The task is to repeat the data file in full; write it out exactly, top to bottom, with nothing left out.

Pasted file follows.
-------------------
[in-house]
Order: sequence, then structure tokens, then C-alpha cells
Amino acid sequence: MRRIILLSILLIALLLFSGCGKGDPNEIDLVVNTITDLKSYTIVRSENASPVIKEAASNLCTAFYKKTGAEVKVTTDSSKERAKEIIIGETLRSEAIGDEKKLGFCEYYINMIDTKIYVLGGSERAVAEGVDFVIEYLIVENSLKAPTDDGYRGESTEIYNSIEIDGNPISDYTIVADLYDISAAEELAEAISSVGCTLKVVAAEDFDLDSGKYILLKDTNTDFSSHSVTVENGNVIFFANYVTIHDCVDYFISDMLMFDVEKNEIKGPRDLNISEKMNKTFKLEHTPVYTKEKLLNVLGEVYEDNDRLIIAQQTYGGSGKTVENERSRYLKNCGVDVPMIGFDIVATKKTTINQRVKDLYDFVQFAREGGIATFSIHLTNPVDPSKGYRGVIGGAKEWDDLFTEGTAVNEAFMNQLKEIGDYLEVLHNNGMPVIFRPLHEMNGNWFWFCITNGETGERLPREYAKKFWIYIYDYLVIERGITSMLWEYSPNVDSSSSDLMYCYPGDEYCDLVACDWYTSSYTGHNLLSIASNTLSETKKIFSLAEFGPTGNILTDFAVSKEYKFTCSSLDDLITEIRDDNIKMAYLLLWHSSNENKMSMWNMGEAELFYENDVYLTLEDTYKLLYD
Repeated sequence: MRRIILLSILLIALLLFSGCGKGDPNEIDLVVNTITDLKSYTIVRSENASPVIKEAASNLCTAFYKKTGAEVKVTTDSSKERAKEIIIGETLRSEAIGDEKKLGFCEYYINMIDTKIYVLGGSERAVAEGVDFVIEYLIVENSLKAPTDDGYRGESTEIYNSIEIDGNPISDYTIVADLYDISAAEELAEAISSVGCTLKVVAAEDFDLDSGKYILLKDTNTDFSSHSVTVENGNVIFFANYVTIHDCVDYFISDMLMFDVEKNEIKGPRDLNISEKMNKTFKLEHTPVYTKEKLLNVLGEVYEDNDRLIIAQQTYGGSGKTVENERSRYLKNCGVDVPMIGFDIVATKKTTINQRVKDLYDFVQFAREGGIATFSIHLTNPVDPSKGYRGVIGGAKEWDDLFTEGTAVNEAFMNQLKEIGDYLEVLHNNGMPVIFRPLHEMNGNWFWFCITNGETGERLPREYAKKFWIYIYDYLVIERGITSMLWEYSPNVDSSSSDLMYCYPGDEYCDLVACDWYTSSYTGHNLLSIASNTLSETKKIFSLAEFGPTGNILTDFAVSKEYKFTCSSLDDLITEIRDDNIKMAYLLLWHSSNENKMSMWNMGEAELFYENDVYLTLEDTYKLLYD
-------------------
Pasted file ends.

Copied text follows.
[in-house]
Order: sequence, then structure tokens, then C-alpha cells
Amino acid sequence: MRRIILLSILLIALLLFSGCGKGDPNEIDLVVNTITDLKSYTIVRSENASPVIKEAASNLCTAFYKKTGAEVKVTTDSSKERAKEIIIGETLRSEAIGDEKKLGFCEYYINMIDTKIYVLGGSERAVAEGVDFVIEYLIVENSLKAPTDDGYRGESTEIYNSIEIDGNPISDYTIVADLYDISAAEELAEAISSVGCTLKVVAAEDFDLDSGKYILLKDTNTDFSSHSVTVENGNVIFFANYVTIHDCVDYFISDMLMFDVEKNEIKGPRDLNISEKMNKTFKLEHTPVYTKEKLLNVLGEVYEDNDRLIIAQQTYGGSGKTVENERSRYLKNCGVDVPMIGFDIVATKKTTINQRVKDLYDFVQFAREGGIATFSIHLTNPVDPSKGYRGVIGGAKEWDDLFTEGTAVNEAFMNQLKEIGDYLEVLHNNGMPVIFRPLHEMNGNWFWFCITNGETGERLPREYAKKFWIYIYDYLVIERGITSMLWEYSPNVDSSSSDLMYCYPGDEYCDLVACDWYTSSYTGHNLLSIASNTLSETKKIFSLAEFGPTGNILTDFAVSKEYKFTCSSLDDLITEIRDDNIKMAYLLLWHSSNENKMSMWNMGEAELFYENDVYLTLEDTYKLLYD
Repeated sequence: MRRIILLSILLIALLLFSGCGKGDPNEIDLVVNTITDLKSYTIVRSENASPVIKEAASNLCTAFYKKTGAEVKVTTDSSKERAKEIIIGETLRSEAIGDEKKLGFCEYYINMIDTKIYVLGGSERAVAEGVDFVIEYLIVENSLKAPTDDGYRGESTEIYNSIEIDGNPISDYTIVADLYDISAAEELAEAISSVGCTLKVVAAEDFDLDSGKYILLKDTNTDFSSHSVTVENGNVIFFANYVTIHDCVDYFISDMLMFDVEKNEIKGPRDLNISEKMNKTFKLEHTPVYTKEKLLNVLGEVYEDNDRLIIAQQTYGGSGKTVENERSRYLKNCGVDVPMIGFDIVATKKTTINQRVKDLYDFVQFAREGGIATFSIHLTNPVDPSKGYRGVIGGAKEWDDLFTEGTAVNEAFMNQLKEIGDYLEVLHNNGMPVIFRPLHEMNGNWFWFCITNGETGERLPREYAKKFWIYIYDYLVIERGITSMLWEYSPNVDSSSSDLMYCYPGDEYCDLVACDWYTSSYTGHNLLSIASNTLSETKKIFSLAEFGPTGNILTDFAVSKEYKFTCSSLDDLITEIRDDNIKMAYLLLWHSSNENKMSMWNMGEAELFYENDVYLTLEDTYKLLYD